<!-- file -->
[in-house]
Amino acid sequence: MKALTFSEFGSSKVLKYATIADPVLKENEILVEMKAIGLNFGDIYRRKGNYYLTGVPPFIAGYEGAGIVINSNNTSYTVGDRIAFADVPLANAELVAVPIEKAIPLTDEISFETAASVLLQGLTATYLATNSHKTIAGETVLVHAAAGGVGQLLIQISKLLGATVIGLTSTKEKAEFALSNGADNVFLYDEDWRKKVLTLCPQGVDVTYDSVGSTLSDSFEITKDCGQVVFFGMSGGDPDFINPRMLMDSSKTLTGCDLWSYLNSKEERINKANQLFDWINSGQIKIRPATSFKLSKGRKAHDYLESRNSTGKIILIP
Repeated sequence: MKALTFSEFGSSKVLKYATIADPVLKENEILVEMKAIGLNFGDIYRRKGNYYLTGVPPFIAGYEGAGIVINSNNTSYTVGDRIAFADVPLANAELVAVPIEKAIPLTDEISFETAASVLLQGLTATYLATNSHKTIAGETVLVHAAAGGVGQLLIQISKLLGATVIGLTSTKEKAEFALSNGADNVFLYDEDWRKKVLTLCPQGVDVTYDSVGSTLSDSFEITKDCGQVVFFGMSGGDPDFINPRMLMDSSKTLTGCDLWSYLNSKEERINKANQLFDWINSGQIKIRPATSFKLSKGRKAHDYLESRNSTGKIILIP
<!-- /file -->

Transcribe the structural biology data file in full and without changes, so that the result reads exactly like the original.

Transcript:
[in-house]
Amino acid sequence: MKALTFSEFGSSKVLKYATIADPVLKENEILVEMKAIGLNFGDIYRRKGNYYLTGVPPFIAGYEGAGIVINSNNTSYTVGDRIAFADVPLANAELVAVPIEKAIPLTDEISFETAASVLLQGLTATYLATNSHKTIAGETVLVHAAAGGVGQLLIQISKLLGATVIGLTSTKEKAEFALSNGADNVFLYDEDWRKKVLTLCPQGVDVTYDSVGSTLSDSFEITKDCGQVVFFGMSGGDPDFINPRMLMDSSKTLTGCDLWSYLNSKEERINKANQLFDWINSGQIKIRPATSFKLSKGRKAHDYLESRNSTGKIILIP
Repeated sequence: MKALTFSEFGSSKVLKYATIADPVLKENEILVEMKAIGLNFGDIYRRKGNYYLTGVPPFIAGYEGAGIVINSNNTSYTVGDRIAFADVPLANAELVAVPIEKAIPLTDEISFETAASVLLQGLTATYLATNSHKTIAGETVLVHAAAGGVGQLLIQISKLLGATVIGLTSTKEKAEFALSNGADNVFLYDEDWRKKVLTLCPQGVDVTYDSVGSTLSDSFEITKDCGQVVFFGMSGGDPDFINPRMLMDSSKTLTGCDLWSYLNSKEERINKANQLFDWINSGQIKIRPATSFKLSKGRKAHDYLESRNSTGKIILIP